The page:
Union fights for farm workers' plight

HARARE - The plight of farm workers continues to deteriorate as farm owners are failing to pay wages on time with some going for months without paying salaries.

The Daily News Assistant  Editor Maxwell Sibanda caught up with secretary-general of Progressive Agriculture and Allied industries Workers Union of Zimbabwe (Paawuz), Raymond Sixpence whose union is fighting to have farm worker wages increased from the current $75 per month.

Sixpence said his union has more than 100 cases in the courts in which farm owners, most of them politicians owe farm workers substantial amounts of money in unpaid dues.

Q: What generally does Paawuz represent?

A: We represent farm, agro and plantation industries’ workers.

Q: Are you registered and how big is your union?

A: Yes, Paawuz is registered as a trade union by the ministry of Labour under the Labour Act. The union is fast growing and has a membership across the country, in all provinces. We have a membership of over 6000 and efforts are currently underway to recruit members.

Q: What is your rallying motto as an organisation and what is your agenda?

A: Our rallying motto is to be a leading trade union in the agriculture industry and be able to give our members value of subscriber membership. We are pushing for a living wage, better working conditions on Zimbabwean farms, improving educational facilities like schools and providing better health infrastructure like clinics.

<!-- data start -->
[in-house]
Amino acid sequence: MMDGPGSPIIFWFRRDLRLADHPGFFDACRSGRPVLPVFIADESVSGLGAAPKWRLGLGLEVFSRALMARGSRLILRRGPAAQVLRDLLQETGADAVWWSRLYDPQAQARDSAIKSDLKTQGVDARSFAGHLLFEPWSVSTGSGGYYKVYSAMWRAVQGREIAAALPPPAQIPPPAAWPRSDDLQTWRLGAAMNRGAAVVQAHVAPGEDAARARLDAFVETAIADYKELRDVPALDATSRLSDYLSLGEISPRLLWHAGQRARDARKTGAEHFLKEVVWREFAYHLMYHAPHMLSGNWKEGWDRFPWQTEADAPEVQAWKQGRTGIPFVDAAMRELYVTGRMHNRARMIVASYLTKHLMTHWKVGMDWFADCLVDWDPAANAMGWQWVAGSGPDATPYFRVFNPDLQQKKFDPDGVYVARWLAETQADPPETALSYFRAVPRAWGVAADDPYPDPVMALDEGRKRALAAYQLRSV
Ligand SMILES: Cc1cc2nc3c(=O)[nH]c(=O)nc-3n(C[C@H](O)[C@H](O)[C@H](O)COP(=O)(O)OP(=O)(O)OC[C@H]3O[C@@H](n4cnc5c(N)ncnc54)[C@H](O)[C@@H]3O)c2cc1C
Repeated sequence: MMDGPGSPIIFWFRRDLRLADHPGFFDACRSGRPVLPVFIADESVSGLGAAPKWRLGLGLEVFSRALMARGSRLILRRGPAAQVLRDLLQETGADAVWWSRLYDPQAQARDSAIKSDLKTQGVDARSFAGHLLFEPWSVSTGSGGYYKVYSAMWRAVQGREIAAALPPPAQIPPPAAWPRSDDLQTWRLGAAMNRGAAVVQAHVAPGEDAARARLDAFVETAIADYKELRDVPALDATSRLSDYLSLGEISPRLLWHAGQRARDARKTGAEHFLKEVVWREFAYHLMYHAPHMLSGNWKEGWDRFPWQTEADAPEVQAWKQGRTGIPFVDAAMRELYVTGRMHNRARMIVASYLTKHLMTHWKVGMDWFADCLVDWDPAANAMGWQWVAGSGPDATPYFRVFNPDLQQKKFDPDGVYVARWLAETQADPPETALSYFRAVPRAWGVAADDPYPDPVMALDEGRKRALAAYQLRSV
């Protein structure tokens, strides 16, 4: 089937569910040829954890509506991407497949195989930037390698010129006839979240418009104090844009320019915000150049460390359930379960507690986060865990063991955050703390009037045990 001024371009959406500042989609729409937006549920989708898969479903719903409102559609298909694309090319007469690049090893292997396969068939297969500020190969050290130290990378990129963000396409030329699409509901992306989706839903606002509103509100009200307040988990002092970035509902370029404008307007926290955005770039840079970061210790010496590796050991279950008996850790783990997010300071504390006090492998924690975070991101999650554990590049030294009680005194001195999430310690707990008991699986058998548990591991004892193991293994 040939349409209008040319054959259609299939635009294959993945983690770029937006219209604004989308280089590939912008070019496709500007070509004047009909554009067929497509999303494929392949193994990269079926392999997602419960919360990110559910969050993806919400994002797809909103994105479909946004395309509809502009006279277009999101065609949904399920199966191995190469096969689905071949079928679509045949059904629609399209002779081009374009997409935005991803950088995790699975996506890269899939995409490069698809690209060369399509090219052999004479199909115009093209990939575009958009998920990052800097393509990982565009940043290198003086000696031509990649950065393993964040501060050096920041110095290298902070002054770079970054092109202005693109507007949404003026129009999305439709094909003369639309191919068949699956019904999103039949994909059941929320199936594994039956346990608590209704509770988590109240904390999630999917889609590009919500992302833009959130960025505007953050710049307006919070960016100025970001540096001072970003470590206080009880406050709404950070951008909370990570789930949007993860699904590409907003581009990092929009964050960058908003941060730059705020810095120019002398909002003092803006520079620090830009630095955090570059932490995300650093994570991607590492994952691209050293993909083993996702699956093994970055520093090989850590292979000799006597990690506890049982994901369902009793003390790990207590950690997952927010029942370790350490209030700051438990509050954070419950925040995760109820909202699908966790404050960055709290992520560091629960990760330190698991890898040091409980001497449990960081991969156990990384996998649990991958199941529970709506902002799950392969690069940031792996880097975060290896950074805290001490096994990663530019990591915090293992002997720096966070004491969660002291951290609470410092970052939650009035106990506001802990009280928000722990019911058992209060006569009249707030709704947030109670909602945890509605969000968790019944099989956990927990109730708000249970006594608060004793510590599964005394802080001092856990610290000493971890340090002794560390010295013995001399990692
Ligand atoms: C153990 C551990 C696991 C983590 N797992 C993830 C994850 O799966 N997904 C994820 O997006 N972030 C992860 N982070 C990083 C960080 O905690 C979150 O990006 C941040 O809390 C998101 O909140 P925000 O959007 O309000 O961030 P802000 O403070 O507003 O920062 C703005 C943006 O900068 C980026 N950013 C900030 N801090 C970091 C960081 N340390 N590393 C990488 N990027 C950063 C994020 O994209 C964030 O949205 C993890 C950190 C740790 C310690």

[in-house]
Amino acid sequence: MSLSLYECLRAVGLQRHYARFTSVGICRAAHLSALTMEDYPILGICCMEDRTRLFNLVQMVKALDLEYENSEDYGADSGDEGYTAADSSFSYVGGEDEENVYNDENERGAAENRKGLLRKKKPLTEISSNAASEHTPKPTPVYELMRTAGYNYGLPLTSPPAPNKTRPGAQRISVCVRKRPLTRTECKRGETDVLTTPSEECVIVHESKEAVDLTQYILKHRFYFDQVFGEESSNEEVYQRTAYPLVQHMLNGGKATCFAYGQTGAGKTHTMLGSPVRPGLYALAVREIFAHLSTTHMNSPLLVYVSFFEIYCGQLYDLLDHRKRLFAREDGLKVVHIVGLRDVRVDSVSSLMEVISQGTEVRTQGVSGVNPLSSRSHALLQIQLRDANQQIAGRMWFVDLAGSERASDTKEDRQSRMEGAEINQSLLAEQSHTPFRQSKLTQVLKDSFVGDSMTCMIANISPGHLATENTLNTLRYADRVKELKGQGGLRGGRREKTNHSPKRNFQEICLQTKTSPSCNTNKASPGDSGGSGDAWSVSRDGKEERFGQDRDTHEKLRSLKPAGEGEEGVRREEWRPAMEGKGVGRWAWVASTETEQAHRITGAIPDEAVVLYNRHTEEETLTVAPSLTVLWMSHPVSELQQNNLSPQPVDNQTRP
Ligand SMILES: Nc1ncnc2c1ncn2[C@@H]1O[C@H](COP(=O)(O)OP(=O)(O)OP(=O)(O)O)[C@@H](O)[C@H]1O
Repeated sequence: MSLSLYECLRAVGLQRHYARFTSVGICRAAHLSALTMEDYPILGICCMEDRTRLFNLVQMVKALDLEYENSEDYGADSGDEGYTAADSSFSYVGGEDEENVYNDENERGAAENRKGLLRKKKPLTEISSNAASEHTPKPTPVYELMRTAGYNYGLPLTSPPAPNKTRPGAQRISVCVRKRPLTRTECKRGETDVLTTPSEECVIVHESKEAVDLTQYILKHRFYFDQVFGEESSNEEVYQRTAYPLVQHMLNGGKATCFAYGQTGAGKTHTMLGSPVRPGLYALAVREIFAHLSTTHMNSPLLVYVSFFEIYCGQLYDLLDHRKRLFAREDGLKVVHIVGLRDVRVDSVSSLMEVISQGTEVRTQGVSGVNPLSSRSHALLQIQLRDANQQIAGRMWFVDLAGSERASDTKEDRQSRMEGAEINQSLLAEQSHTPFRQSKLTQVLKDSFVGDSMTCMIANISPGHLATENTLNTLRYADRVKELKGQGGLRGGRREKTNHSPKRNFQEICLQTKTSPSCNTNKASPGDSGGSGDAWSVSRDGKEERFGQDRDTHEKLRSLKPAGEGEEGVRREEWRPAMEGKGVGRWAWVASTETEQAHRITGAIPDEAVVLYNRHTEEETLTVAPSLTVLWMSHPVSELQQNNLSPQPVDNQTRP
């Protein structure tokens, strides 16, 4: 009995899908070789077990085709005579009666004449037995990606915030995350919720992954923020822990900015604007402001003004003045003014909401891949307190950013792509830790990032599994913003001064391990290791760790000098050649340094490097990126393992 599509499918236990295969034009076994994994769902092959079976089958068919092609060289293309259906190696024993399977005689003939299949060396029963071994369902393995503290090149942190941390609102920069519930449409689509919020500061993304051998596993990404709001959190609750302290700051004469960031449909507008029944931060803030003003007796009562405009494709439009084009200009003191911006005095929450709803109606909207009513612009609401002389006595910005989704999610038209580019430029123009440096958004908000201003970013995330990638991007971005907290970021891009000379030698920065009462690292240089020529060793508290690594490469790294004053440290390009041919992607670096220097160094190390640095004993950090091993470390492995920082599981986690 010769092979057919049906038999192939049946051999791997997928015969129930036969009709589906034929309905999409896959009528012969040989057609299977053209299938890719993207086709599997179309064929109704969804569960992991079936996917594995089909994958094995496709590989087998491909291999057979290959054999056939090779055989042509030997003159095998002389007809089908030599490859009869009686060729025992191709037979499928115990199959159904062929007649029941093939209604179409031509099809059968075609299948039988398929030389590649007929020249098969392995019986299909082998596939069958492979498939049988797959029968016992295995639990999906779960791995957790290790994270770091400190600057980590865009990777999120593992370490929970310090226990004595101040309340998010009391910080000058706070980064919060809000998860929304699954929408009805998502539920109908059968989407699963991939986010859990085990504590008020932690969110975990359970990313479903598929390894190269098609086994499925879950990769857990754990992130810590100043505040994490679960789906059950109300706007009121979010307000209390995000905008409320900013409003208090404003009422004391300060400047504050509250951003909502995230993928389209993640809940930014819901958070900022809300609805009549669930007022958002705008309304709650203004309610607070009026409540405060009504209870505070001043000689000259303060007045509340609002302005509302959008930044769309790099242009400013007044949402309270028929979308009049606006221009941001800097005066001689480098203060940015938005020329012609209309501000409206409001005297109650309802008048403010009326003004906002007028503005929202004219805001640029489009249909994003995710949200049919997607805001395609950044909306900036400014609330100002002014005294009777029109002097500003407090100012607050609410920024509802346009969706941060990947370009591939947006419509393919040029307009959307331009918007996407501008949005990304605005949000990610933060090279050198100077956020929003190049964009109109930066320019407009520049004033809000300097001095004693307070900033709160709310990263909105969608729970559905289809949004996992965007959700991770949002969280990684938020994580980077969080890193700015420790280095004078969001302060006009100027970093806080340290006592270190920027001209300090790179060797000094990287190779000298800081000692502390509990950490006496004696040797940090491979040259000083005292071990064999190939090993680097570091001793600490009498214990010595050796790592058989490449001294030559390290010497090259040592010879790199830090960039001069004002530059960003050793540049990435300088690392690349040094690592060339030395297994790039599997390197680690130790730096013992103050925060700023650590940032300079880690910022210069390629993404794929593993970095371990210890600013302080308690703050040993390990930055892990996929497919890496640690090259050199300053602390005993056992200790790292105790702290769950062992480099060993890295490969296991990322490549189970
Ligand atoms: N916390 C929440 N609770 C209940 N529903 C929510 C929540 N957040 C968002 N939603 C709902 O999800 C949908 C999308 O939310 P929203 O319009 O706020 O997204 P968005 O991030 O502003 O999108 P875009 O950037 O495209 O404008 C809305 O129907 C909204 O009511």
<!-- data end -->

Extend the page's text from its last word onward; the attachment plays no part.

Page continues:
Q: How much is the lowest paid farm worker getting and were you part of the union that negotiated that wage. 

A: The lowest aid farm worker earns $75 per month which is far below poverty datum line and it is something that we have prioritised to fight for as a union. We were not part of the negotiating teams because we do not have a seat in the National Employment Council for Agriculture.

Q: But is it not your right as a union to be part of the council and what action have you taken towards your admission into the council?

A: Yes, it is our constitutional right and in terms of the Labour Act. We have applied for our admission with the council and presented them with our membership list. We have been patiently waiting for over a year for their response. We have also written to the minister of Labour through the registrar and we have also consulted our membership and the members resolved to stop paying National Employment Council dues until we are admitted into the council.

Q: What challenges are you facing as a union?

A: Besides the admission into the Council, we have problems with greedy politicians who behave like capitalists as they are always threatening farm workers. Unfortunately, we have seen some union officials getting kickbacks, hence let farm owners exploit workers. They know farm workers are vulnerable because they earn peanuts and they have no savings and they have dependence syndrome which makes them prone to perpetual abuse.

Q: What have been your efforts to stop abuses?

A: We are engaging our members through training and teaching them about their rights and we are soon to engage with the ministry of Labour.

Q: There have been some concerns from white farmer about your conduct, what might be the problem?

A: It suits them to denounce us, but we have always reminded them to respect the labour laws of the country and we stand guided by the statutory instruments on agriculture and the Labour Act.

Q: What is your advice to farm workers?

A: I urge all farm workers to join the union because unionised labour is better placed when negotiating. I also encourage farmers to negotiate peacefully and professionally with the unions and shun the behaviour of victimising workers.

Q: Anything to add?

A: We urged the new minister, Air Marshal Perrance Shiri to deal with farmers that are abusing  their employees as farm workers’ rights were trampled upon as some farmers boasted about connections within Zanu PF.